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Two FBI agents were shot and killed last week. Here’s why that’s a rare tragedy


The killing of two FBI agents last week at a lake-bordered community in South Florida marked the first time since November 2008 that an FBI agent was fatally shot in the line of duty.

During that same interval, 630 police officers from state, local, tribal and other federal agencies died from line-of-duty gunshot wounds, according to the National Law Enforcement Officers Memorial Fund

Why do most shooting deaths of law enforcement officers in the US occur outside of the FBI, which calls itself “one of the world’s premier security and crime-fighting forces”?

Some of the answers are expected: Nearly 90% of the nation’s law enforcement officers serve on local and state police forces. They make more arrests. They are much more likely to encounter potentially violent suspects on a daily basis — whether it be for a traffic stop, domestic violence call or another emergency.

But there are other factors that might explain why fewer agents die by gunfire, say law enforcement experts and former agents.

FBI agents are more likely to build cases incrementally than respond to a 911 call. They often work in multi-agency task forces and generally have more time to plan search warrants and safe execution of them. They build a case against an individual and weigh the danger he or she might present. All of this reduces the likelihood they will draw a gun or have one pulled on them.

Still, the work is dangerous and plans can end in tragedy, as occurred Tuesday when Special Agents Daniel Alfin and Laura Schwartzenberger and other agents and local police officers tried to execute a search warrant at a Sunrise, Florida, apartment where the suspect was barricaded. He, too, died, although the circumstances have not been divulged.

The Florida case, according to authorities, involved alleged violent crimes against children — society’s most vulnerable. Federal convictions for such crimes can lead to lengthy prison sentences and some suspects may feel they may have a lot to lose, experts say.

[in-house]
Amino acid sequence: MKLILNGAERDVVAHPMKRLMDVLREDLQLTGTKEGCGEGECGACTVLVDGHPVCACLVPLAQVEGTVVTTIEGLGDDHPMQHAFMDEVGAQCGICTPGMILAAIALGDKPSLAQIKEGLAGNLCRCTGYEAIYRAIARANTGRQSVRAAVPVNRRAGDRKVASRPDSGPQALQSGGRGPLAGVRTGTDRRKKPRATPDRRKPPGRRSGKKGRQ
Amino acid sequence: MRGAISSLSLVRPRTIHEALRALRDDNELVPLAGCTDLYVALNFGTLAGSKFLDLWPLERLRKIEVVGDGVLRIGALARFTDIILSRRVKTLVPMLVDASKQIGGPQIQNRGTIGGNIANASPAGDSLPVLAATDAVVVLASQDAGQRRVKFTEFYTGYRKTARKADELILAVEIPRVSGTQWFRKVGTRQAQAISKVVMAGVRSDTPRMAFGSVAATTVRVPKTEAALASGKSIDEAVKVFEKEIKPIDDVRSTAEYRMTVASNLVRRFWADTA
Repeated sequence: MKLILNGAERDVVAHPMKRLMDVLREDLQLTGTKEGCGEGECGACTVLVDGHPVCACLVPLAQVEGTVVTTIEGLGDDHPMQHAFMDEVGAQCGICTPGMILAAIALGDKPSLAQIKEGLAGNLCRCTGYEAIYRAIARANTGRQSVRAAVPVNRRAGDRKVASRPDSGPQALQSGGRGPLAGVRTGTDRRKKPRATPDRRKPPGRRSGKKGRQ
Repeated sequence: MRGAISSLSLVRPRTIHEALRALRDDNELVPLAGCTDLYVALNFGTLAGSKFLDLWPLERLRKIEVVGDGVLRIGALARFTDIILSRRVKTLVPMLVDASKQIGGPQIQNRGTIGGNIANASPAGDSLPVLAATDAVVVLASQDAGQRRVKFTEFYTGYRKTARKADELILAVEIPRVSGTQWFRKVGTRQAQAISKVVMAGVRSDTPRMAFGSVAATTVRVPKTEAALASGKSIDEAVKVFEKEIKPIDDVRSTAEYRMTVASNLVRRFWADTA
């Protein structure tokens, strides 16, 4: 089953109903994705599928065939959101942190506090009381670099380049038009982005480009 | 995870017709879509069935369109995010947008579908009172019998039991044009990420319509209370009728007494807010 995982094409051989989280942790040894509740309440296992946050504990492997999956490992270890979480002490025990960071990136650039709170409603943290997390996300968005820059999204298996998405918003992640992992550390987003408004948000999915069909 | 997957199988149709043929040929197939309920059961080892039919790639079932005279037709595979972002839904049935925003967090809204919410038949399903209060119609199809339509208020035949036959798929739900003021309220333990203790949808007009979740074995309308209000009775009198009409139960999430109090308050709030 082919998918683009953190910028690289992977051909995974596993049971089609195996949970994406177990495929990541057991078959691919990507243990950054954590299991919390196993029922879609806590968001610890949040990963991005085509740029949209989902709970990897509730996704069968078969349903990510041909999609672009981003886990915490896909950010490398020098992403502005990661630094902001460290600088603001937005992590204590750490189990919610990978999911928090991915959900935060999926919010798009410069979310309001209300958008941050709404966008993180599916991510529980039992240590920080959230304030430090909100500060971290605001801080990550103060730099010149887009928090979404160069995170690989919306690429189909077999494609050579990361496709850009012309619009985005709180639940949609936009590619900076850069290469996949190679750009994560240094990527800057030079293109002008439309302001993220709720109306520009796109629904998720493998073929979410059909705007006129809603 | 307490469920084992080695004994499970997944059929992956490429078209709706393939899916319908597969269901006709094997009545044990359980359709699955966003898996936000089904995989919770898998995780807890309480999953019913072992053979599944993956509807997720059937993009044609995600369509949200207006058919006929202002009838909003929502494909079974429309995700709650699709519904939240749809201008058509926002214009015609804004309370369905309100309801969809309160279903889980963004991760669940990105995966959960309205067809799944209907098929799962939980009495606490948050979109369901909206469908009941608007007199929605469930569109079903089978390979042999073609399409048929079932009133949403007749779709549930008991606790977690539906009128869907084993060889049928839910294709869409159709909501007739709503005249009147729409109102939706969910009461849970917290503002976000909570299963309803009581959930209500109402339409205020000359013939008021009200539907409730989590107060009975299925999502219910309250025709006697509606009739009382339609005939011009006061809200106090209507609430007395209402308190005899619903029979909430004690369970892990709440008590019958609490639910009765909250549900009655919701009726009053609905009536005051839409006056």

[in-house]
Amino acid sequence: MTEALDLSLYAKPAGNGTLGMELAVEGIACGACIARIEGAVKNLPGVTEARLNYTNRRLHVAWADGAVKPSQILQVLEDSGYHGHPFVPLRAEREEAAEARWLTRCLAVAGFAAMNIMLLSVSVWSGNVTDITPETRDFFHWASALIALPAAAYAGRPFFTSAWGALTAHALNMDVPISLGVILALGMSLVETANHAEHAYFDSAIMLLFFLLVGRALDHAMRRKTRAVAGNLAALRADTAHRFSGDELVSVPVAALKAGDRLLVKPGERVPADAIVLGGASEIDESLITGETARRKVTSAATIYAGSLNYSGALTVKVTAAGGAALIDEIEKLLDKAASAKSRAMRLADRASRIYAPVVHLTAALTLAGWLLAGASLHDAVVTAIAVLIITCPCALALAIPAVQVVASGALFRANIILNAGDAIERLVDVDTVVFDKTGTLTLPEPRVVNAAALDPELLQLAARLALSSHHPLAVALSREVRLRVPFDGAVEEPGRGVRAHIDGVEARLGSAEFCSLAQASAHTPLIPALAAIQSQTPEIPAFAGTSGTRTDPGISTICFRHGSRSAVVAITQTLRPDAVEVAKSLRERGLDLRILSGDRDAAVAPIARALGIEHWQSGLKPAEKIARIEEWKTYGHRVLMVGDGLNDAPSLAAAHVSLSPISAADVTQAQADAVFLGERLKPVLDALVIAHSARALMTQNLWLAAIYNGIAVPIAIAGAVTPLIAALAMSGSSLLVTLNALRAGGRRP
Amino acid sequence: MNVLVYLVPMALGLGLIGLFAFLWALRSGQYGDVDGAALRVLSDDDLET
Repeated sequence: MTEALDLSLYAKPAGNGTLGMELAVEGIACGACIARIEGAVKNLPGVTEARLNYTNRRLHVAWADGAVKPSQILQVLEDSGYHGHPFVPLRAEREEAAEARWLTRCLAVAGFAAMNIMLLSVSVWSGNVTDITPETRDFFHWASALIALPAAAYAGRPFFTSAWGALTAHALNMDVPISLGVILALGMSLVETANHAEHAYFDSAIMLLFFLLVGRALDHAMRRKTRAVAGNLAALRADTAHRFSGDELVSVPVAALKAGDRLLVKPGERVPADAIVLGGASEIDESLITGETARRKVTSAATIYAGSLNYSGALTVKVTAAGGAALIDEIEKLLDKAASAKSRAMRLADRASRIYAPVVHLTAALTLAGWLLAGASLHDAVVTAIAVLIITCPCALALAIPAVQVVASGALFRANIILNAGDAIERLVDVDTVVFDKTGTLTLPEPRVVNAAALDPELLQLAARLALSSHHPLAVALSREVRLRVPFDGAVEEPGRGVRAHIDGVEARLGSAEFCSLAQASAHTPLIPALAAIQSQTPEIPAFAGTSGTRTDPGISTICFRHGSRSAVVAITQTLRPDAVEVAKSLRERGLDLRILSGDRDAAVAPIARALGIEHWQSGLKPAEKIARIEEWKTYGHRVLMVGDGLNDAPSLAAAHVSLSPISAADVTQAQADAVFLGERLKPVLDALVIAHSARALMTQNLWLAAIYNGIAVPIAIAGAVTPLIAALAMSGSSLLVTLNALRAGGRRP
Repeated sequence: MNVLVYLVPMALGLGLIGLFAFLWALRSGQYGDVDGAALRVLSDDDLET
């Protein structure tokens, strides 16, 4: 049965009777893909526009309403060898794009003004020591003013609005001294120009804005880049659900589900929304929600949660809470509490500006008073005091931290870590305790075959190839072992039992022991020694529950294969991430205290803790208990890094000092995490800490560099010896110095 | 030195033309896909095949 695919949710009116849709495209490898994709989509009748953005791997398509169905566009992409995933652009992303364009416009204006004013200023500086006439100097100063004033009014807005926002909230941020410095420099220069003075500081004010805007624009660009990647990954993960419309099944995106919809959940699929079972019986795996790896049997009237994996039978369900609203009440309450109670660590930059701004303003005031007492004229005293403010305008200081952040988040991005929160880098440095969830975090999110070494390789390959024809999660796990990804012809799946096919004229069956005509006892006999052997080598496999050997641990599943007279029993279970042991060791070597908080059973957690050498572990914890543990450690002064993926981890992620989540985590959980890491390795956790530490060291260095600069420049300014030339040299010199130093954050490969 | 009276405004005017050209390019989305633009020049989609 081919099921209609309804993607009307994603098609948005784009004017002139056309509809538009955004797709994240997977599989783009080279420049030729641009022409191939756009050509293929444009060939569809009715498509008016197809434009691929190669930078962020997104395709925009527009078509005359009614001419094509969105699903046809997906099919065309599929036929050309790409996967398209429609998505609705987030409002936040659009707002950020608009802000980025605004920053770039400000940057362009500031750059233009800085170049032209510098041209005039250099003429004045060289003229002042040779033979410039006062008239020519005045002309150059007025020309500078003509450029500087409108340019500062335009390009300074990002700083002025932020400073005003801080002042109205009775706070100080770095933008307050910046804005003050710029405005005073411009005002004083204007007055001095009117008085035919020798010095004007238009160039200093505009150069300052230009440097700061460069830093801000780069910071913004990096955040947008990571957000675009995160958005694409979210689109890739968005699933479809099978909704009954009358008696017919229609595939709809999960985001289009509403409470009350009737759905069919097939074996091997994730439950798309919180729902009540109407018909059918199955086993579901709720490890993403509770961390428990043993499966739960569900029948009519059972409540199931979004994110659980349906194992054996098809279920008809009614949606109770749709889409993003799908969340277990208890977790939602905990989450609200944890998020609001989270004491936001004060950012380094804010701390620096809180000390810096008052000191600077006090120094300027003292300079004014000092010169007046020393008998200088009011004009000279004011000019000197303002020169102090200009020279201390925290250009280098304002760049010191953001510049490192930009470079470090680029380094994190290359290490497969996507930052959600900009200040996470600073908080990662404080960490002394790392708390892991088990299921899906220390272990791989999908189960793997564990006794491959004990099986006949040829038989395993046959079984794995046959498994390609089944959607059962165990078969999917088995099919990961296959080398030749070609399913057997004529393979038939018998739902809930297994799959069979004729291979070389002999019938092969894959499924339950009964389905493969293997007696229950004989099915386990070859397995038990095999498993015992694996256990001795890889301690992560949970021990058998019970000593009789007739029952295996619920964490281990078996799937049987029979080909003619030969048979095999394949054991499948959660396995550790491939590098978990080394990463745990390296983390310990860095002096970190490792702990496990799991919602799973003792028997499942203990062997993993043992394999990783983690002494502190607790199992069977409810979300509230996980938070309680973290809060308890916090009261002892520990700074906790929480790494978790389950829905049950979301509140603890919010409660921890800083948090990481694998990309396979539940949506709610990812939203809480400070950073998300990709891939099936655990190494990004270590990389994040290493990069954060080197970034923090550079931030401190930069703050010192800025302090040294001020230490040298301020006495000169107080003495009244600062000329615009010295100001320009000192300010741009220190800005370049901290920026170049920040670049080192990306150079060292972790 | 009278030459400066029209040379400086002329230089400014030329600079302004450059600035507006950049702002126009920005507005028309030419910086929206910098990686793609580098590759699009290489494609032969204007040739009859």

“These can be people who think of themselves having big complicated, important lives and they may have a fraudulent exterior,” says Andrew McCabe, former deputy director of the FBI and a current CNN senior law enforcement analyst.

Taking a strategic versus tactical approach

While all law enforcement work is inherently dangerous, there are differences in the scenarios FBI agents and local officers typically face.

The latter’s “jobs are more tactical. They often don’t have a plan when they get on their shift, and do not know what will be their next call,” says James Pasco, executive director of the National Fraternal Order of Police. “The circumstances are often more volatile, and he or she can’t control circumstances.” They often have to be in a reactive mode.

Federal agents, on the other hand, are often involved in complex cases, including cyberterrorism, domestic terrorism, online fraud and crimes against children, such as pornography and trafficking.

They are proactive as they gather evidence, following leads and tips and reaching out to other law enforcement agencies.

Local police departments have investigators, too, but the FBI’s hallmark is deep investigations into individuals that can be anywhere — from down the street to a remote hideaway overseas.

“You have the ability to do your homework in advance of an operation,” says Lazaro “Larry” Cosme, national president of the Federal Law Enforcement Officers Association. “It doesn’t mean it will be a foolproof operation.”

FBI agents, when they do move in on a suspect, have a precise plan and contingencies, experts say. And they usually get to decide the time and place of the search or arrest. Often, they move in with an overwhelming force.

“They typically control the environment wherever they go,” says Josh Campbell, CNN security correspondent and a former FBI agent. “It is rare for officers to fire their weapons and receive gunfire.”

But sometimes an operation encounters the unknown. There never will be a “complete understanding of every threat,” McCabe says.

Agents try to reduce risk of armed confrontation

Special agents Alfin, 36, and Schwartzenberger, 43, are being remembered for their efforts to fight sex crimes against children. They worked at the FBI’s Miami office in a unit that investigates online predators, child pornography, sexual abuse, kidnappings and violent attacks.